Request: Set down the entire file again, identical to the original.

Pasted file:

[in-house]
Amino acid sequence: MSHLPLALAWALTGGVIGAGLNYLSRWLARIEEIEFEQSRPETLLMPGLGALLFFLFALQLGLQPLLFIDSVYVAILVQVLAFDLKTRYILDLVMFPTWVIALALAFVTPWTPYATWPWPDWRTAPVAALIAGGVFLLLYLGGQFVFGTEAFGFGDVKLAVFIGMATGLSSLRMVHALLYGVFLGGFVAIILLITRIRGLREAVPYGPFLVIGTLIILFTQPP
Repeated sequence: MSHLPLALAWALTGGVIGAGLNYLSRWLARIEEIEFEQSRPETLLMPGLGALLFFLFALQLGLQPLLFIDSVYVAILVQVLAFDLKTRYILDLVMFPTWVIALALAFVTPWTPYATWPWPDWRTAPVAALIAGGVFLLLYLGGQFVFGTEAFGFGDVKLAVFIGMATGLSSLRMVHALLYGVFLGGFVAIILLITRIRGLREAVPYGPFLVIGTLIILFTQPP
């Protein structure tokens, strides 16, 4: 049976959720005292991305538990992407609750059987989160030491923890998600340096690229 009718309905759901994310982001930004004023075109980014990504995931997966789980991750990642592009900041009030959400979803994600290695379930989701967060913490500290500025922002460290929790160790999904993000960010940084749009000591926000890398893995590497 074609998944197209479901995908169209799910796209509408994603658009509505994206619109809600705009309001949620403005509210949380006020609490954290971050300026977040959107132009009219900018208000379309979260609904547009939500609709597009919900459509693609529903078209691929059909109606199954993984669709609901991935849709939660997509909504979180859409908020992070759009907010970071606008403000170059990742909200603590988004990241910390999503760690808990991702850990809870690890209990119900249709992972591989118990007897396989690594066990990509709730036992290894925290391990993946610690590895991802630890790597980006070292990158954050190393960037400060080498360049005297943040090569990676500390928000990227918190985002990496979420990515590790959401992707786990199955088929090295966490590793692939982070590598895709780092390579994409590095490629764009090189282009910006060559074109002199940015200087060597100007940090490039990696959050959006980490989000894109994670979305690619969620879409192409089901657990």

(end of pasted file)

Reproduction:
[in-house]
Amino acid sequence: MSHLPLALAWALTGGVIGAGLNYLSRWLARIEEIEFEQSRPETLLMPGLGALLFFLFALQLGLQPLLFIDSVYVAILVQVLAFDLKTRYILDLVMFPTWVIALALAFVTPWTPYATWPWPDWRTAPVAALIAGGVFLLLYLGGQFVFGTEAFGFGDVKLAVFIGMATGLSSLRMVHALLYGVFLGGFVAIILLITRIRGLREAVPYGPFLVIGTLIILFTQPP
Repeated sequence: MSHLPLALAWALTGGVIGAGLNYLSRWLARIEEIEFEQSRPETLLMPGLGALLFFLFALQLGLQPLLFIDSVYVAILVQVLAFDLKTRYILDLVMFPTWVIALALAFVTPWTPYATWPWPDWRTAPVAALIAGGVFLLLYLGGQFVFGTEAFGFGDVKLAVFIGMATGLSSLRMVHALLYGVFLGGFVAIILLITRIRGLREAVPYGPFLVIGTLIILFTQPP
């Protein structure tokens, strides 16, 4: 049976959720005292991305538990992407609750059987989160030491923890998600340096690229 009718309905759901994310982001930004004023075109980014990504995931997966789980991750990642592009900041009030959400979803994600290695379930989701967060913490500290500025922002460290929790160790999904993000960010940084749009000591926000890398893995590497 074609998944197209479901995908169209799910796209509408994603658009509505994206619109809600705009309001949620403005509210949380006020609490954290971050300026977040959107132009009219900018208000379309979260609904547009939500609709597009919900459509693609529903078209691929059909109606199954993984669709609901991935849709939660997509909504979180859409908020992070759009907010970071606008403000170059990742909200603590988004990241910390999503760690808990991702850990809870690890209990119900249709992972591989118990007897396989690594066990990509709730036992290894925290391990993946610690590895991802630890790597980006070292990158954050190393960037400060080498360049005297943040090569990676500390928000990227918190985002990496979420990515590790959401992707786990199955088929090295966490590793692939982070590598895709780092390579994409590095490629764009090189282009910006060559074109002199940015200087060597100007940090490039990696959050959006980490989000894109994670979305690619969620879409192409089901657990």